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The Capital Of Capitalism
Ever since 1792, bulls and bears together have tripped the light fantastic on Wall Street’s sidewalks—and sometimes just tripped
December 1972 | Volume 24, Issue 1
True, many of the wildest schemes in which the public lost money were conducted on the various open exchanges that did not even insist, as the Stock Exchange did, that their members prove their solvency. The watering of stock was not done by the Exchange. Insiders’ plots to bull their own companies’ shares or sell short were not concocted by Exchange members, generally speaking. The Exchange was only the means by which such actions were carried out in perfectly legal ways. It was a necessary machine for funnelling capital into growing American enterprise. The manipulation of prices that went on was considered an intrinsic part of the system.
From time to time the Exchange made attempts to protect the customers. When the listed firms were first asked to file regular financial reports, some of the presidents got indignant. “The leading corporations declined, on various pretexts, to comply with our request,” a Stock Ex- change committee reported in 1877. “We found that reports even when signed or sanctioned by men of wealth and repute were often utterly untrustworthy.” By 1895 the Exchange had succeeded in getting annual reports from listed companies and in 1900 decided to demand financial information before listing a new company, though the values assigned to assets were not seriously questioned.
The fast pace, the pressure of making expensive decisions in an instant, demanded some outlet for tensions in the brokers who spent their daytime hours on the Exchange floor. Sometimes the president’s gavel would be stolen, rowdy songs sung, quotations chalked on the back of suits, hats smashed. At Christmas, brokers brought in horns and bugles or pelted each other with snowballs. During election campaigns spurious election tickets were circulated, and fake promotion circulars extolling the Great Bric-a-brac Company could always start guffaws. New members were hazed like fraternity pledges on their first day. Even the magnificence of the Exchange’s new building, designed by James Renfrew and opened in 1903, did not quell such in-group fun. And stockbrokers, with their peculiar working hours, have always been good customers for call girls and the more elegant houses of ill repute.
Toward the end of the nineteenth century a new dimension was added to Stock Exchange activity by the appearance of the trusts. J. P. Morgan’s banking firm of Drexel, Morgan had once been a rival of Jay Cooke’s for government bond business; but while Cooke’s firm failed, precipitating the panic of 1873, Morgan’s went on to greater glory. Beginning with railroads, Morgan made a specialty of reorganizations. The murderous competition he had observed in railroads seemed to call for restraint; much better to weld small units of an industry into one big combine, theoretically more economical to operate. On the basis that the whole was greater than the sum of its parts, the new amalgamations were capitalized at much more than the combined property value of the merged firms.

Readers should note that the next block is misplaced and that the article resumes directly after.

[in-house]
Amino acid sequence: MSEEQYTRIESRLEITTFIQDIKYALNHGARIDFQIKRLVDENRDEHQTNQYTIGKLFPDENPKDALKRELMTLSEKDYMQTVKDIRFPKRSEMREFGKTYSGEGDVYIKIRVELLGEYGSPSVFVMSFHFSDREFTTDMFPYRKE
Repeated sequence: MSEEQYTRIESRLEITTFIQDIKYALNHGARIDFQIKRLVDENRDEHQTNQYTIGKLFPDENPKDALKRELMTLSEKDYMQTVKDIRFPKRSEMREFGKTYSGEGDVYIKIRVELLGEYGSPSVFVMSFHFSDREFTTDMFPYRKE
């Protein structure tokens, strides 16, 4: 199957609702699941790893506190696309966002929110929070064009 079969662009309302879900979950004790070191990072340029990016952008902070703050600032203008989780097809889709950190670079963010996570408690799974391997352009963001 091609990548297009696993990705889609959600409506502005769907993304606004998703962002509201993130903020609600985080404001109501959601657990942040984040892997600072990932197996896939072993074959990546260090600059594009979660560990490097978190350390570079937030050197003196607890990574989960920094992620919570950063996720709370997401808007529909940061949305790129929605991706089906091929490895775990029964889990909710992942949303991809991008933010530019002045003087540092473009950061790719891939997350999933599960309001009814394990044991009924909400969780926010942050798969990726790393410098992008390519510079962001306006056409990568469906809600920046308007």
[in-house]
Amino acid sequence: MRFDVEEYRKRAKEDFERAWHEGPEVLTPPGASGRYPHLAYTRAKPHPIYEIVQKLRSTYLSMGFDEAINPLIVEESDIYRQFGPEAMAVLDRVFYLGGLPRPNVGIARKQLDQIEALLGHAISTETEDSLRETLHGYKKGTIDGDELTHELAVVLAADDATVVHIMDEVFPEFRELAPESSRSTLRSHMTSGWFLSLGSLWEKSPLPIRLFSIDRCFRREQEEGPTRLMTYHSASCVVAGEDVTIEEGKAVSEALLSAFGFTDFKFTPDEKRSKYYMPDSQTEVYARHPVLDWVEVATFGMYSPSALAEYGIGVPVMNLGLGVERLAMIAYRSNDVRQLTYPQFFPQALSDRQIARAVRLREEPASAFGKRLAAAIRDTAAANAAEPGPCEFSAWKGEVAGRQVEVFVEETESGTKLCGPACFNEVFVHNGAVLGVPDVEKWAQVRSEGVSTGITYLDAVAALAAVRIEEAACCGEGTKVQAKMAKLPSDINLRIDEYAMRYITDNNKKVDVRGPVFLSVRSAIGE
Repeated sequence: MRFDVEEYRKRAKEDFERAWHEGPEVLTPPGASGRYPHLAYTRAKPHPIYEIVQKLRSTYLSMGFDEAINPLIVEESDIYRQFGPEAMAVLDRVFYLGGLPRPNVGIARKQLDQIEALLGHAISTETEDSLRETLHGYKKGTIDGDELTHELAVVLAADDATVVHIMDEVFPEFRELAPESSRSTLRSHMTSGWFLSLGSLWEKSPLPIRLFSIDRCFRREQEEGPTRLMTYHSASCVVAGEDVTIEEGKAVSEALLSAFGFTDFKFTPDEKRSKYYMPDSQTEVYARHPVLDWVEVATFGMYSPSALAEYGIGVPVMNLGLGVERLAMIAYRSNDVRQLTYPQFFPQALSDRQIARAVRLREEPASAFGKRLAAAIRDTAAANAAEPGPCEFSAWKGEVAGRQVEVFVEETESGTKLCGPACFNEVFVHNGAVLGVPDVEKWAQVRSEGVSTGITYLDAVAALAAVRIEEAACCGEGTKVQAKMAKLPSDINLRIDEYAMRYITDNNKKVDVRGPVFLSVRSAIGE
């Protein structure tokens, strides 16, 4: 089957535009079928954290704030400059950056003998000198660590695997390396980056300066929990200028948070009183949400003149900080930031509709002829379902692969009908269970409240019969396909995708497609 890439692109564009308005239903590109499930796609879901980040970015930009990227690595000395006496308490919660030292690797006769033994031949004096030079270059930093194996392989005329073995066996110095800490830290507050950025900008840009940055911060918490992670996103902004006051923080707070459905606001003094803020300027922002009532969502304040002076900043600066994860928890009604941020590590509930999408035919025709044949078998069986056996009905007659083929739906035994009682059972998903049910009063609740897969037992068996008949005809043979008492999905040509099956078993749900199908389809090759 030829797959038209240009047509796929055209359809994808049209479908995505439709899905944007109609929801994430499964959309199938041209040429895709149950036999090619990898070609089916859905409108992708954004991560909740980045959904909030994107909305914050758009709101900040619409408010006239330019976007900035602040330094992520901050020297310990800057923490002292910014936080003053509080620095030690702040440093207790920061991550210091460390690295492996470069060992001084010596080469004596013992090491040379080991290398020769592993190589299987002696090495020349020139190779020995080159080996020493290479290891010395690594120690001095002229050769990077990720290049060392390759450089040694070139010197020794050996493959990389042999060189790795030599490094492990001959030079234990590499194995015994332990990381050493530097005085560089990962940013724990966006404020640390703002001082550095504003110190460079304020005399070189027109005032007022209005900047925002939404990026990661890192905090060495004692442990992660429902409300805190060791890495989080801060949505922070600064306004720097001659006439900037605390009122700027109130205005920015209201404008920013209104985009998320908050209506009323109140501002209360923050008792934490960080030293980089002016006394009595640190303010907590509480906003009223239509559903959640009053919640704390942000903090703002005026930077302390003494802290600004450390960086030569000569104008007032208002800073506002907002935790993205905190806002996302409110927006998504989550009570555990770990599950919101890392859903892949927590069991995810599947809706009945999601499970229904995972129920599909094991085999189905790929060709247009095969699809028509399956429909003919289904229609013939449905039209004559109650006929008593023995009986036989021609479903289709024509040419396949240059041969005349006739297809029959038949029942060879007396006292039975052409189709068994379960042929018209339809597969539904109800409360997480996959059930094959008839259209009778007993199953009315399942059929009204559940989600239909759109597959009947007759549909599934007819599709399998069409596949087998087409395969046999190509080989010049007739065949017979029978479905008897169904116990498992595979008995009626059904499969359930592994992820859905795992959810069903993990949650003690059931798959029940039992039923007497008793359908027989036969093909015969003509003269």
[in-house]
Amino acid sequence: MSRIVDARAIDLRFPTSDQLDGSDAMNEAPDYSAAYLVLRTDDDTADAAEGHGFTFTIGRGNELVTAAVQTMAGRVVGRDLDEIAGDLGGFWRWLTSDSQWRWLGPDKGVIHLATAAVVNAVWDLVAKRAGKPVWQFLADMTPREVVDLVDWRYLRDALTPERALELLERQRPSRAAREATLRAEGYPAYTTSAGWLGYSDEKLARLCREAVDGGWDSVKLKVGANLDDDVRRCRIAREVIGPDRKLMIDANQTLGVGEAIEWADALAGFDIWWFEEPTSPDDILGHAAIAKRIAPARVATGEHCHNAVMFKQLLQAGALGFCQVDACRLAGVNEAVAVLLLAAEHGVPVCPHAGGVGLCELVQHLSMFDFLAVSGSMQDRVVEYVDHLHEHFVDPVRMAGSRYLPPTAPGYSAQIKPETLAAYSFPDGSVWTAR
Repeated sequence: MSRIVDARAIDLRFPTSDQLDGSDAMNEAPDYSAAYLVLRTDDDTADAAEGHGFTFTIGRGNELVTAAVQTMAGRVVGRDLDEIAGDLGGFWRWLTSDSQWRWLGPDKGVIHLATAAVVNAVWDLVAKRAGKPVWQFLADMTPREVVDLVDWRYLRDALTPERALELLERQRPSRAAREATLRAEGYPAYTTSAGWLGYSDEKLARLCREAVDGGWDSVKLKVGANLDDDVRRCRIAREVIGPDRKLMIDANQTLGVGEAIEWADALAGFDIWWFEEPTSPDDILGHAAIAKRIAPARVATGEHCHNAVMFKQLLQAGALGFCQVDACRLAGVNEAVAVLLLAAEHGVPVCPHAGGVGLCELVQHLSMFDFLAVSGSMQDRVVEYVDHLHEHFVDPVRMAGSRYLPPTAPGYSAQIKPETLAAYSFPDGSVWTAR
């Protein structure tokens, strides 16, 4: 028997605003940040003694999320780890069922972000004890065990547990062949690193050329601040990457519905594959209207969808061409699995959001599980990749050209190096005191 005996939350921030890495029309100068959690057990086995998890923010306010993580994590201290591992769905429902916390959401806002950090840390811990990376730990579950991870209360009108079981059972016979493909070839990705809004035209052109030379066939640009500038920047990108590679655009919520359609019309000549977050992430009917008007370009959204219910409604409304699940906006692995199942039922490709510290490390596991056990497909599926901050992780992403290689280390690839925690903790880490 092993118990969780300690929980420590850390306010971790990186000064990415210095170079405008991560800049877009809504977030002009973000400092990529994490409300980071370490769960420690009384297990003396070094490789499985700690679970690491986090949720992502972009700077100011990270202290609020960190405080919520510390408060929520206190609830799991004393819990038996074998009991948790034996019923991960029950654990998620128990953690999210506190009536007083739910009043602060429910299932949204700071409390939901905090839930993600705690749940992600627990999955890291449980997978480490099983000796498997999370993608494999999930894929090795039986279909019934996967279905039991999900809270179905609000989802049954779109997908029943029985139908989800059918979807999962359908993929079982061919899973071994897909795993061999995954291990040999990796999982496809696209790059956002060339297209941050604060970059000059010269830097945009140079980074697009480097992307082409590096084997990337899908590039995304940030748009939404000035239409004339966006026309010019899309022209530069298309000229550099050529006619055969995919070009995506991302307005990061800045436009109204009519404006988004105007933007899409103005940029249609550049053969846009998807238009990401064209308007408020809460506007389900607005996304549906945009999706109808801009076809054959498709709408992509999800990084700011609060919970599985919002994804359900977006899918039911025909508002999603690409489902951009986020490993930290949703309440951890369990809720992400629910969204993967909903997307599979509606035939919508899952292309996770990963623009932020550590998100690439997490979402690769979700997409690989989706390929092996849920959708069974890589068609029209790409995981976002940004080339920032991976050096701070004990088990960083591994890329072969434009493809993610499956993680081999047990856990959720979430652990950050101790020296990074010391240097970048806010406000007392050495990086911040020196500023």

The new trusts brought a flood of industrial securities into the market to replace railroad shares as the prime interest of investors. The crown jewel of the trusts was the U.S. Steel Company, put together by Morgan in 1901. James R. Keene masterminded the marketing of the first batch of its $1.4 billion worth of securities.
Morgan had another brilliant idea—to develop control over sources of capital, such as commercial banks and insurance companies, and persuade them to supply funds for the new combinations. Since Morgan’s firm always got a share of the new securities in return for handling the mergers and had directors in the institutions that bought the securities, he had a double reason for supporting, if not bulling, the stock market. That is partly why the period he dominated was by and large a bullish one.
Two crises tested the skill of this autocratic genius. After the panic of 1893 he had to come to the aid of the United States government to halt the flow of gold out of the country. And when the panic of 1907 began, the forceful old man, then over seventy, departed from an Episcopal Church convention to head a rescue party for banks about to go under. Prices were falling so fast on the Exchange that its president wanted to close down. Morgan said No. He commandeered $27 million to loan to the member firms in trouble. To leave no stone unturned, Morgan arranged for the leading New York churches to put forth encouraging sermons the following Sunday. When Morgan died in 1913, the Exchange suspended trading for two hours in his honor.
The Exchange shut its doors for a longer period at the start of World War I. Europeans were rushing to convert their investments into cash, and a panic threatened. After a few months it was clear that the United States was going to prosper by supplying the Allies with arms and food. The Exchange reopened to find itself at the start of a bull market. Not only Liberty Bonds but also a wide spectrum of stocks sold well. There was a recession after the war, but since American business held on to many of the foreign markets it had acquired during the war, there was no stagnation. The stock market, after some faltering, took off at a gallop into the great days of the twenties.